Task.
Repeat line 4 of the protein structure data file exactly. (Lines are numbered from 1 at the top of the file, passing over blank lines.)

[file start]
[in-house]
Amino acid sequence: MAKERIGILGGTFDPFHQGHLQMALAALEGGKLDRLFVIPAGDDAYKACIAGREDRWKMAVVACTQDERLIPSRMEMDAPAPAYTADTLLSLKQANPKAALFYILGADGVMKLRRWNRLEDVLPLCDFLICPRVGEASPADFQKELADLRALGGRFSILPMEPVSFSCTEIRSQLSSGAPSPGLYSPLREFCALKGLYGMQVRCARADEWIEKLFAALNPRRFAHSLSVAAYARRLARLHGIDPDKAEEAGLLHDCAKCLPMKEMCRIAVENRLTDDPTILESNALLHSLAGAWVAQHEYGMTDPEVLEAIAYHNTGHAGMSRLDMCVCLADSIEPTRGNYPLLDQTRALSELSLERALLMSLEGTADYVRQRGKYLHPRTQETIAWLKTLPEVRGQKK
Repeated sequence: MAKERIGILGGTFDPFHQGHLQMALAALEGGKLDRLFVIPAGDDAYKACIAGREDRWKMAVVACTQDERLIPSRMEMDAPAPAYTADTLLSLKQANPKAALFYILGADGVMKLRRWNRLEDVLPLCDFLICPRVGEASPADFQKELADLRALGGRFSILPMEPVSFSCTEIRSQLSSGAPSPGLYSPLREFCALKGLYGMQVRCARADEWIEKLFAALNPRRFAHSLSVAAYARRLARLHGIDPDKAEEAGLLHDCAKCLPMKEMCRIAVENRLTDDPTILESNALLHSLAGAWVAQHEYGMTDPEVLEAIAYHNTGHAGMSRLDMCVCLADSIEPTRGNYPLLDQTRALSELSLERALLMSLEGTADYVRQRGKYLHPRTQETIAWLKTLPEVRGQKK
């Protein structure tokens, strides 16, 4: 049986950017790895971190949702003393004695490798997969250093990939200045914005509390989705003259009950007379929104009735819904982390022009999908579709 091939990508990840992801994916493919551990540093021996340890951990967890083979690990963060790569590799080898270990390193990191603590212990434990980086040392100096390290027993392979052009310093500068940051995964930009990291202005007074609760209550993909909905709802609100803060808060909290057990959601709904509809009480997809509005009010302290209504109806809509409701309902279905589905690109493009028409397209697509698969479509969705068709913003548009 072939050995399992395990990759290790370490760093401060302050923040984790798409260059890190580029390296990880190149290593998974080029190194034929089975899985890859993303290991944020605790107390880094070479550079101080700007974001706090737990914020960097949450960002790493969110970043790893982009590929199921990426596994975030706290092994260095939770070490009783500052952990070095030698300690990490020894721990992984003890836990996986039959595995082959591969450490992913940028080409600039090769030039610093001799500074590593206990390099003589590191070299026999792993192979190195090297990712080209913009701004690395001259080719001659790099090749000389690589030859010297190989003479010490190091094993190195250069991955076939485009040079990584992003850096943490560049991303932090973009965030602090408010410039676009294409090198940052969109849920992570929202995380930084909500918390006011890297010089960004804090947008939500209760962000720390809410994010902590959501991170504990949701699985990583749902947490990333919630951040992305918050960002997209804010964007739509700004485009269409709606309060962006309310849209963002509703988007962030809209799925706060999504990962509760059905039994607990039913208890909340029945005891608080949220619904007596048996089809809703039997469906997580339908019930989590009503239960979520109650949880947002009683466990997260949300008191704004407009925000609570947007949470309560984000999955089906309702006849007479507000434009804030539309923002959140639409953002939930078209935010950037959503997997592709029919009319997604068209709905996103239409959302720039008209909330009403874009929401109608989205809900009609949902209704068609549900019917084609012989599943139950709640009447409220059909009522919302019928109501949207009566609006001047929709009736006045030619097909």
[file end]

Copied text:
């Protein structure tokens, strides 16, 4: 049986950017790895971190949702003393004695490798997969250093990939200045914005509390989705003259009950007379929104009735819904982390022009999908579709 091939990508990840992801994916493919551990540093021996340890951990967890083979690990963060790569590799080898270990390193990191603590212990434990980086040392100096390290027993392979052009310093500068940051995964930009990291202005007074609760209550993909909905709802609100803060808060909290057990959601709904509809009480997809509005009010302290209504109806809509409701309902279905589905690109493009028409397209697509698969479509969705068709913003548009 072939050995399992395990990759290790370490760093401060302050923040984790798409260059890190580029390296990880190149290593998974080029190194034929089975899985890859993303290991944020605790107390880094070479550079101080700007974001706090737990914020960097949450960002790493969110970043790893982009590929199921990426596994975030706290092994260095939770070490009783500052952990070095030698300690990490020894721990992984003890836990996986039959595995082959591969450490992913940028080409600039090769030039610093001799500074590593206990390099003589590191070299026999792993192979190195090297990712080209913009701004690395001259080719001659790099090749000389690589030859010297190989003479010490190091094993190195250069991955076939485009040079990584992003850096943490560049991303932090973009965030602090408010410039676009294409090198940052969109849920992570929202995380930084909500918390006011890297010089960004804090947008939500209760962000720390809410994010902590959501991170504990949701699985990583749902947490990333919630951040992305918050960002997209804010964007739509700004485009269409709606309060962006309310849209963002509703988007962030809209799925706060999504990962509760059905039994607990039913208890909340029945005891608080949220619904007596048996089809809703039997469906997580339908019930989590009503239960979520109650949880947002009683466990997260949300008191704004407009925000609570947007949470309560984000999955089906309702006849007479507000434009804030539309923002959140639409953002939930078209935010950037959503997997592709029919009319997604068209709905996103239409959302720039008209909330009403874009929401109608989205809900009609949902209704068609549900019917084609012989599943139950709640009447409220059909009522919302019928109501949207009566609006001047929709009736006045030619097909």